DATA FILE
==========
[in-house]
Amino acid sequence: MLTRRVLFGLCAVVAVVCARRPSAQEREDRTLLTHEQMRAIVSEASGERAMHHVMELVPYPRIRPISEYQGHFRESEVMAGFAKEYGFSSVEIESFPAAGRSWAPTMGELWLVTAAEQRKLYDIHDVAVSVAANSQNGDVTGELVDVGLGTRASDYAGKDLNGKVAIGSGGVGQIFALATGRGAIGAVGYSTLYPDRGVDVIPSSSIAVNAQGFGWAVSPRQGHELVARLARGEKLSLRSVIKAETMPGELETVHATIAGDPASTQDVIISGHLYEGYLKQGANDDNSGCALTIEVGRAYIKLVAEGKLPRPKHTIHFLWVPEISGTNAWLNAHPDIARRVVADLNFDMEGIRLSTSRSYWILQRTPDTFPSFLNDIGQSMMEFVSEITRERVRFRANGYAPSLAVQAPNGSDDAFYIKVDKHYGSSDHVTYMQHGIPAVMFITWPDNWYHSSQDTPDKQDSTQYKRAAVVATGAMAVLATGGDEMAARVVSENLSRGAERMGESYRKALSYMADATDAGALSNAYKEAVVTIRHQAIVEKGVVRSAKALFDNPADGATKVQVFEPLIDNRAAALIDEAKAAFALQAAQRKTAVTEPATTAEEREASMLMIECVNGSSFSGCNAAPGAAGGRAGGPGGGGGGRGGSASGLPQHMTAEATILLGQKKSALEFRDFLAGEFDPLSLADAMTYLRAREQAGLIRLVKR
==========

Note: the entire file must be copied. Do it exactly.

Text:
[in-house]
Amino acid sequence: MLTRRVLFGLCAVVAVVCARRPSAQEREDRTLLTHEQMRAIVSEASGERAMHHVMELVPYPRIRPISEYQGHFRESEVMAGFAKEYGFSSVEIESFPAAGRSWAPTMGELWLVTAAEQRKLYDIHDVAVSVAANSQNGDVTGELVDVGLGTRASDYAGKDLNGKVAIGSGGVGQIFALATGRGAIGAVGYSTLYPDRGVDVIPSSSIAVNAQGFGWAVSPRQGHELVARLARGEKLSLRSVIKAETMPGELETVHATIAGDPASTQDVIISGHLYEGYLKQGANDDNSGCALTIEVGRAYIKLVAEGKLPRPKHTIHFLWVPEISGTNAWLNAHPDIARRVVADLNFDMEGIRLSTSRSYWILQRTPDTFPSFLNDIGQSMMEFVSEITRERVRFRANGYAPSLAVQAPNGSDDAFYIKVDKHYGSSDHVTYMQHGIPAVMFITWPDNWYHSSQDTPDKQDSTQYKRAAVVATGAMAVLATGGDEMAARVVSENLSRGAERMGESYRKALSYMADATDAGALSNAYKEAVVTIRHQAIVEKGVVRSAKALFDNPADGATKVQVFEPLIDNRAAALIDEAKAAFALQAAQRKTAVTEPATTAEEREASMLMIECVNGSSFSGCNAAPGAAGGRAGGPGGGGGGRGGSASGLPQHMTAEATILLGQKKSALEFRDFLAGEFDPLSLADAMTYLRAREQAGLIRLVKR